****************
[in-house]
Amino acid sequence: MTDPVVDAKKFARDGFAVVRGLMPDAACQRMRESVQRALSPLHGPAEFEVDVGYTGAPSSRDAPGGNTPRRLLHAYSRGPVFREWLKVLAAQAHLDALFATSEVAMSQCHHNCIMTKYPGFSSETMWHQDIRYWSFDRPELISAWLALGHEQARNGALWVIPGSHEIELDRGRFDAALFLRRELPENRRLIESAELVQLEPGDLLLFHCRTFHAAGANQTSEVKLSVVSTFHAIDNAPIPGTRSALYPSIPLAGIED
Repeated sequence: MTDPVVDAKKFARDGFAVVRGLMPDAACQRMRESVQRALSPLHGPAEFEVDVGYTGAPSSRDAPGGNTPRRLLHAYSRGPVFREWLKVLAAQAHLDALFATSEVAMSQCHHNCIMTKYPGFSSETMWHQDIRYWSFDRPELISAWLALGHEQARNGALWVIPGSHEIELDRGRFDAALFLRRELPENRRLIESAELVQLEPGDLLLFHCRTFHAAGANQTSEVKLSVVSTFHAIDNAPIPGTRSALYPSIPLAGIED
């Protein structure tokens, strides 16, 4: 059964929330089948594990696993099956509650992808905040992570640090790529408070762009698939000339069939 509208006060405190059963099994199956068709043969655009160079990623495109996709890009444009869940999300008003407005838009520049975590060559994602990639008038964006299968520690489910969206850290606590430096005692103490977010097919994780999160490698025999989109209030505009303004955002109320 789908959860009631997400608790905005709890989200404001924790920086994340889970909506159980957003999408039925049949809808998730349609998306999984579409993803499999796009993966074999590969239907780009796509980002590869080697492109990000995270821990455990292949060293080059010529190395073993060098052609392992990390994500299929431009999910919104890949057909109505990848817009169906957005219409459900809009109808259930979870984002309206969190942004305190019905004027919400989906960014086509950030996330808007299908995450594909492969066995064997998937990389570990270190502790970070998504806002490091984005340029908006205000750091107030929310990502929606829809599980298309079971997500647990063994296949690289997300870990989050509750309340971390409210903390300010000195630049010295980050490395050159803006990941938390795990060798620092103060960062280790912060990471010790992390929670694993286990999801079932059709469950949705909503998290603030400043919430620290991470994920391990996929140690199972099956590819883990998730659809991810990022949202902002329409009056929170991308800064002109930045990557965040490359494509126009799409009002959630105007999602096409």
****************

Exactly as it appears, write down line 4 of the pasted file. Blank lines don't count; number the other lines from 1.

């Protein structure tokens, strides 16, 4: 059964929330089948594990696993099956509650992808905040992570640090790529408070762009698939000339069939 509208006060405190059963099994199956068709043969655009160079990623495109996709890009444009869940999300008003407005838009520049975590060559994602990639008038964006299968520690489910969206850290606590430096005692103490977010097919994780999160490698025999989109209030505009303004955002109320 789908959860009631997400608790905005709890989200404001924790920086994340889970909506159980957003999408039925049949809808998730349609998306999984579409993803499999796009993966074999590969239907780009796509980002590869080697492109990000995270821990455990292949060293080059010529190395073993060098052609392992990390994500299929431009999910919104890949057909109505990848817009169906957005219409459900809009109808259930979870984002309206969190942004305190019905004027919400989906960014086509950030996330808007299908995450594909492969066995064997998937990389570990270190502790970070998504806002490091984005340029908006205000750091107030929310990502929606829809599980298309079971997500647990063994296949690289997300870990989050509750309340971390409210903390300010000195630049010295980050490395050159803006990941938390795990060798620092103060960062280790912060990471010790992390929670694993286990999801079932059709469950949705909503998290603030400043919430620290991470994920391990996929140690199972099956590819883990998730659809991810990022949202902002329409009056929170991308800064002109930045990557965040490359494509126009799409009002959630105007999602096409």